Sometimes it makes sense to claim a smaller benefit now and a bigger benefit later. There are several situations where this would be the case. Here’s one example.
A widow is approaching her Full Retirement Age of 66. If she claims her regular Work History Benefit at age 66, she will receive a monthly benefit check of $1,600. She also has the option of claiming her deceased husband’s monthly benefit of $1,400 in the form of a Survivor Benefit.
Why would she claim a smaller Survivor Benefit of $1,400 when she could claim her own regular benefit of $1,600 per month?
It turns out there is a very good reason why she should do exactly that…
Sometimes the Obvious Choice Isn’t the Best Choice
Let’s assume married couple Pat and Cory are the same age and, at age 62, they are both considering retiring. Pat’s Social Security benefit at her Full Retirement Age of 66 is $1,600 per month, and Cory’s benefit at his Full Retirement Age is $1,400 per month.
Pat really likes her job and instead of retiring at age 62 and receiving a reduced monthly check, she decides to continue to work until age 66 and claim her Social Security benefits at that time. Because Pat has decided to work until age 66, Cory decides to continue to work also and claim his benefits at age 66.
In this case, Cory dies just before his 66th birthday and prior to either spouse claiming their Social Security benefits. Pat still wants to retire at age 66 and claim her benefits then. She has a choice of which Social Security benefit to claim: either her own Work History Benefit of $1,600 per month, or Cory’s Survivor Benefit check of $1,400 per month.
You may think the decision is obvious: She should take the $1,600 monthly check based on her work history. Believe it or not, that’s probably not the best choice. This is where the flexibility of the Survivor Benefit comes into play.
If Pat takes Cory’s check in the form of a Survivor Benefit of $1,400 per month, she can continue to delay the claiming of her own Social Security Work History Benefit. By doing so, the size of her own unclaimed Work History Benefit check will continue to earn Delayed Retirement Credits and grow by 8% per year for every year that she delays after her Full Retirement Age of 66.
She can continue to delay up until age 70, which would maximize the size of her own monthly Work History Benefit check, increasing it from $1,600 per month up to $2,112 per month. If she claims the monthly Survivor Benefit check of $1,400 per month, she has the option of switching over to her own Work History Benefit at any time up until the age of 70.
Table 1 above shows you what the numbers look like if Pat claims her own Work History Benefit at age 66. Pat does what appears to be the obvious choice and claims her own Work History Benefit of $1,600 per month, at age 66, and she receives that benefit for the rest of her life.
In Table 2 above, after Cory dies at age 66, Pat claims a Survivor Benefit of $1,400 per month. This $1,400 per month is the amount Cory would have received at his Full Retirement Age of 66. By claiming the Survivor Benefit at age 66, she delays claiming her own Work History Benefit, and as a result, earns Delayed Retirement Credits, allowing her benefit to grow by 8% per year.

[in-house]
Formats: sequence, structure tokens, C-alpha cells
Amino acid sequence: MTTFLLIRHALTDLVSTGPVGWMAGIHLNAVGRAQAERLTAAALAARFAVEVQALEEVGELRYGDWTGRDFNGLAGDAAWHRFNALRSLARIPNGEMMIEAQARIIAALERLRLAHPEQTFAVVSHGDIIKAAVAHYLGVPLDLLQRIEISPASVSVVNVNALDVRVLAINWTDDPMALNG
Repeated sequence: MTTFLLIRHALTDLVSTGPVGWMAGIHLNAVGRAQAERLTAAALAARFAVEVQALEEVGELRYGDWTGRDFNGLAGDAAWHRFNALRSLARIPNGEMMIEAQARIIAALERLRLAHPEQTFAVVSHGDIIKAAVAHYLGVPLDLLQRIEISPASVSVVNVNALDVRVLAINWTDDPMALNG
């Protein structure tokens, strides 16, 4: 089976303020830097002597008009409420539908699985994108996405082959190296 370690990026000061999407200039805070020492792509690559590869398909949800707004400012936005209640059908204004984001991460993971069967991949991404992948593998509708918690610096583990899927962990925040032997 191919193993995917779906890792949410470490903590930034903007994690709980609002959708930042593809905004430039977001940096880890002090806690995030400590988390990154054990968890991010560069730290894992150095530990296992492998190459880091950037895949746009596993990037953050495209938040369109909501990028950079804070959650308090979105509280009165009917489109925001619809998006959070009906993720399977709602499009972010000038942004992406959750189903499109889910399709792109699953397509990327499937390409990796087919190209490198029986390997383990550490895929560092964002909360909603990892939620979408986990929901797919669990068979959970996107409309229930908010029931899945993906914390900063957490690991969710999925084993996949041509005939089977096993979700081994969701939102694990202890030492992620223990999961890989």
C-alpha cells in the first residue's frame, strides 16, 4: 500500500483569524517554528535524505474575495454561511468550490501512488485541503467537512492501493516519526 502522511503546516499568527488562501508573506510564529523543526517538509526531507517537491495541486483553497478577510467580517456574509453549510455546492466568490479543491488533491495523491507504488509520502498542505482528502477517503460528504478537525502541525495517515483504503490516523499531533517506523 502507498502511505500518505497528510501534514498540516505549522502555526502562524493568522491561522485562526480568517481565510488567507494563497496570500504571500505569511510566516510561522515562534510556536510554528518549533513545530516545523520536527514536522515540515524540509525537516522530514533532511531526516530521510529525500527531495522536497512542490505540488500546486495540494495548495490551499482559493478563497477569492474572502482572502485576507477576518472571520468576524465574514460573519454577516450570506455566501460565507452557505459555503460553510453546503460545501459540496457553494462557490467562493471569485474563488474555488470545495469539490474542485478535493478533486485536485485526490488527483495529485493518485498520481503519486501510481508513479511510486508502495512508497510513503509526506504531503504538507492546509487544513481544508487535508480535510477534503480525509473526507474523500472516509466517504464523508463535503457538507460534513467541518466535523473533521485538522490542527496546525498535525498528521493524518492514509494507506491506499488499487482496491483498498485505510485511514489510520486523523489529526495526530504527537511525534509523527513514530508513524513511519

She collects the $1,400 per month ($16,800 per year) for a period of four years when she is age 66, 67, 68, and 69. At age 70, she switches from her Survivor Benefit of $1,400 per month to her maxed-out Work History Benefit of $2,112 per month, which she receives for the rest of her life.
Because she could take advantage of Cory’s Survivor Benefit, Pat was able to delay her own Work History Benefit until age 70. By delaying her Work History Benefit until age 70, she maximized her benefit and locked in the largest check she could receive from Social Security for the rest of her life.
Female life expectancy for a 66 year old woman is about 20 years. If Pat lives to her life expectancy, she will save herself from an $88,000 mistake if she claims the smaller benefit first.
Consider that if she had claimed her own benefit at age 66, she would have received $384,000 from Social Security over the course of retirement.
$1,600 monthly benefit x 12 months x 20 years = $384,000
However, by claiming the smaller Survivor Benefit benefit first and then switching to her own maxed out benefit at 70, she will collect a total $472,704 from Social Security.
$1,400 benefit x 12 months x 4 years = $67,200
$2,112 benefit x 12 months x 16 years = $405,504
The difference between these two strategies is $88,704, an amount that is received from the strategy of claiming the smaller benefit first.
$472,704 – $384,000 = $88,704
I think you would agree that receiving a check from Social Security every month totaling $2,112 would make life a lot easier versus receiving a check totaling only $1,600. In fact, if they had both claimed benefits at age 62, like many married couples do, her monthly Social Security check would have been only $1,200.
In this case, the combination of delaying, along with the flexibility of the Survivor Benefit should make Pat’s life a lot easier after the death of her husband, at least from a financial perspective.
#10 Coming Soon!